Wednesday, May 6, 2009
After a man is shot, his shooter is charged with attempted murder and claims that he was acting in self-defense. The prosecution responds by calling a detective, who is not qualified as an expert witness in the area of crime-scene investigation or reconstruction, to testify as a lay witness that the shooting could not have happened the way that the defendant claimed it did. The per curiam opinion finds that this testimony was not impermissible "ultimate issue" testimony. A dissenting (in part) judge counters that the detective's conclusion was a "meaningless assertion." My conclusion: Both sides missed the key issue in the case.
The case was Lewis v. State, 2009 WL 1164966 (Ala.Crim.App. 2009), recently decided by the Court of Criminal Appeals of Alabama. The man charged was Joseph Lewis, who
gave several statements to police concerning the events leading to the shooting. Lewis first said that he and [Leon] Dunklin were "tussling," that Dunklin had a gun, that Lewis grabbed it, and that the gun went off, hitting Dunklin. He then said that Dunklin came out of a room with a gun, that he grabbed it, and that the gun went off. There were also discrepancies in Lewis's statements to police concerning where the shooting occurred. Lewis first said that Dunklin came into Lewis's room with a gun. Next Lewis said that he was in the kitchen when Dunklin came into that room with a gun. Finally, Lewis said that he was in Edwards's room when Dunklin came into that room waving a gun.
Lewis made these statements to Detective Mack Hardeman, and at trial, the prosecution called Hardeman as a lay witness and asked him questions such as:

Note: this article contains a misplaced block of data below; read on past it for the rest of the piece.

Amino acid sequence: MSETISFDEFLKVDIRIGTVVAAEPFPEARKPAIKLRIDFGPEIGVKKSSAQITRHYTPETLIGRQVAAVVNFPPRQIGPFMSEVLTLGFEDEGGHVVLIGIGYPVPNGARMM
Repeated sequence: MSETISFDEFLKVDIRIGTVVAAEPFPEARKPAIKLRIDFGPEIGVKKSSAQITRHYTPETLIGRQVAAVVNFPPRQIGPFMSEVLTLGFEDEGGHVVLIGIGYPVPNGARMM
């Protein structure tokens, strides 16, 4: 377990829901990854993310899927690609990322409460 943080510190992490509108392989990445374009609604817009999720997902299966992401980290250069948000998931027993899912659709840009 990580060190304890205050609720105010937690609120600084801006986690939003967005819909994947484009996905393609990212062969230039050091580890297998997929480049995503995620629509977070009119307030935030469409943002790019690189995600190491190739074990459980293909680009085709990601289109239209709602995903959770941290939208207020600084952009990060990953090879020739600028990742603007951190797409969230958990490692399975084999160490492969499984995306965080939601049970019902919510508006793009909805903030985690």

Based on the facts surrounding the statements [Lewis] gave you, based on your investigation and the physical evidence recovered at the scene, physical evidence seen at the scene, based on the story he told you about where they were situated at the time of the shooting, and based on your experience as a homicide detective, taken as a whole, did you make a determination as to whether you believe the events occurred as [Lewis] claimed they did?
After the judge overruled several objections by defense counsel, Hardeman answered, "The question was, in my opinion, could the events have happened the way he said they did? No."
After Lewis was convicted, he appealed, claiming that Hardman's testimony was improperly received. But the Court of Criminal Appeals of Alabama rejected his argument in a per curiam opinion. On the one hand, the opinion noted that, unlike Federal Rule of Evidence 704(a), Alabama Rule of Evidence 704 does not allow for the admission of opinion or inference testimony that embraces an ultimate issue to be decided by the trier of fact. Nonetheless, the court noted that "[c]ase law in Alabama, however, may be categorized as having drifted away from a literal application of the traditional 'ultimate issue rule" and thus found that Hardeman's testimony was thus not problematic on this ground.
Meanwhile, Judge Welch dissented in part, concluding that
The opinion elicited by the prosecution's question was not testimony regarding the facts; rather, the objectionable question and testimony followed the detective's complete exposition of the pertinent facts. The elicited testimony was purely a meaningless assertion that amounted only to “choosing up sides” and was improper.
I side with Judge Welch, but I don't think that he even needed to reach that issue. Instead, it seems clear to me that Hardeman's testimony was testimony concerning a matter about a subject jurors are not familiar with, meaning that it required expert testimony. Now, readers of this blog know that some courts have been lenient in allowing law enforcement agents to testify as lay witness about borderline subjects, but it seems crystal clear to me that only an expert could have given an answer to he question(s) posed by the prosecutor.